"The whole building shook" with the impact, said Terry Yonkers, an Air Force civilian employee at work inside the Pentagon at the time of the attack. "There was screaming and pandemonium," he said, but the evacuation ordered shortly afterward was carried out smoothly.
"I saw a big jet flying close to the building coming at full speed. There was a big noise when it hit the building," said Oscar Martinez, who witnessed the attack.
The departments of Justice, State, Treasury and Defense and the Central Intelligence Agency were evacuated — an estimated 20,000 at the Pentagon alone. Agents with automatic weapons patrolled the White House grounds.
About half an hour later, part of the Pentagon, one of the world's largest structures and the headquarters of the U.S. military, collapsed as well.
Fox News was told that the crash at the Pentagon could have been a lot worse, as the wedge of the Pentagon that was hit recently underwent renovations and was largely "unoccupied" at the time of the impact.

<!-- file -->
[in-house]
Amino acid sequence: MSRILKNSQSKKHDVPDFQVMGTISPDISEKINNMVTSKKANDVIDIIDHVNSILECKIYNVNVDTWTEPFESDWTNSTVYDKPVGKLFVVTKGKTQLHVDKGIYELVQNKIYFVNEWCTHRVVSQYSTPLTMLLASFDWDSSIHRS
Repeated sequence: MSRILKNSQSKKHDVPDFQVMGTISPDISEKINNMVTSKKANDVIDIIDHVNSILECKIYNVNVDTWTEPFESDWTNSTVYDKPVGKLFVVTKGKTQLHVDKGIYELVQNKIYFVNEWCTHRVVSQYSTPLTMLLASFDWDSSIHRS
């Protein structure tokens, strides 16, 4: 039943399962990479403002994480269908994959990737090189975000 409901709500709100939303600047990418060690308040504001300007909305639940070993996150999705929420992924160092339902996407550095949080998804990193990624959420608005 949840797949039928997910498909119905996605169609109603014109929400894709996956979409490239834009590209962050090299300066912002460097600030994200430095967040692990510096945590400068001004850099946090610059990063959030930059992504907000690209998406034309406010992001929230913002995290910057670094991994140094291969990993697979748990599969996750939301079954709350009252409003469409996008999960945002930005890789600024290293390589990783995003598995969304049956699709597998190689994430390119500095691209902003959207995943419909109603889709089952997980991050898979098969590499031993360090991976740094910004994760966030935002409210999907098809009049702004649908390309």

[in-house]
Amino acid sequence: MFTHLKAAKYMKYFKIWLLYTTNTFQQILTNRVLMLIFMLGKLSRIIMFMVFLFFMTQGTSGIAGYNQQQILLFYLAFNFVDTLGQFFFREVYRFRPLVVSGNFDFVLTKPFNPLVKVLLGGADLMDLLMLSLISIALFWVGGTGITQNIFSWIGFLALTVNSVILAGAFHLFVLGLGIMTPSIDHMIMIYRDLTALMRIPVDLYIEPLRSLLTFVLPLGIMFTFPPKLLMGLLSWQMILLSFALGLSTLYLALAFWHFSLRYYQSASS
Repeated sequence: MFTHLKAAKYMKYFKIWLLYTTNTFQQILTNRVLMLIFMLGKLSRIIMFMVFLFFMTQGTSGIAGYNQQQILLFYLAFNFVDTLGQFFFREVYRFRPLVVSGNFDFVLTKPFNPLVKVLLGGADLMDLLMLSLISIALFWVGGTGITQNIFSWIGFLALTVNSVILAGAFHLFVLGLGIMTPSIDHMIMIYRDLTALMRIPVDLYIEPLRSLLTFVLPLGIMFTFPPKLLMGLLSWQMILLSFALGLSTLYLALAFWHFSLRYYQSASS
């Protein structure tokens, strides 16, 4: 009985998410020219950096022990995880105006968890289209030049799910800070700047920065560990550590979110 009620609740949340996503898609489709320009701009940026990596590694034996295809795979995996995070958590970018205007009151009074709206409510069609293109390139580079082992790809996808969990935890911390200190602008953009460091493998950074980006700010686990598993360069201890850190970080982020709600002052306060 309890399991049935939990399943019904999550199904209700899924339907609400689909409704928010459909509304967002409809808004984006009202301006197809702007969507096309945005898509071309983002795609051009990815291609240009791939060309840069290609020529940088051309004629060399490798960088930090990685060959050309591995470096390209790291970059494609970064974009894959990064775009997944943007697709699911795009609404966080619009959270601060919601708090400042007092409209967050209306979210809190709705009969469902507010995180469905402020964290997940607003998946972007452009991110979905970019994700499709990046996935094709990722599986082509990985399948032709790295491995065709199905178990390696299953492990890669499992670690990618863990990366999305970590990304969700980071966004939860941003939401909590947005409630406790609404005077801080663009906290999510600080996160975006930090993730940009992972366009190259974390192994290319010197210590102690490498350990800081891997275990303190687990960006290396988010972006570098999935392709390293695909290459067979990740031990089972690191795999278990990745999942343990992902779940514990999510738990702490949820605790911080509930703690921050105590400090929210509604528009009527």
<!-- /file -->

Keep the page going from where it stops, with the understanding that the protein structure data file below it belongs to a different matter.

However, there are reports of "dozens" of fatalities, perhaps from adjacent offices or from passengers on board the aircraft.
United Airlines Flight 93, a 757 en route from Newark, N.J., to San Francisco, crashed about 10 a.m. about 8 miles east of Jennerstown, Pa.
It was carrying 38 passengers, two pilots and five flight attendants.
The Somerset County airport, where Flight 93 plane may have trying to land, is a small, rural facility that does not handle such aircraft.
An emergency dispatcher in neighboring Westmoreland County received a cell phone call at 9:58 a.m. from a man who said he was a passenger locked in the bathroom on that flight, said dispatch supervisor Glenn Cramer.
The man repeatedly told officials the call was not a hoax.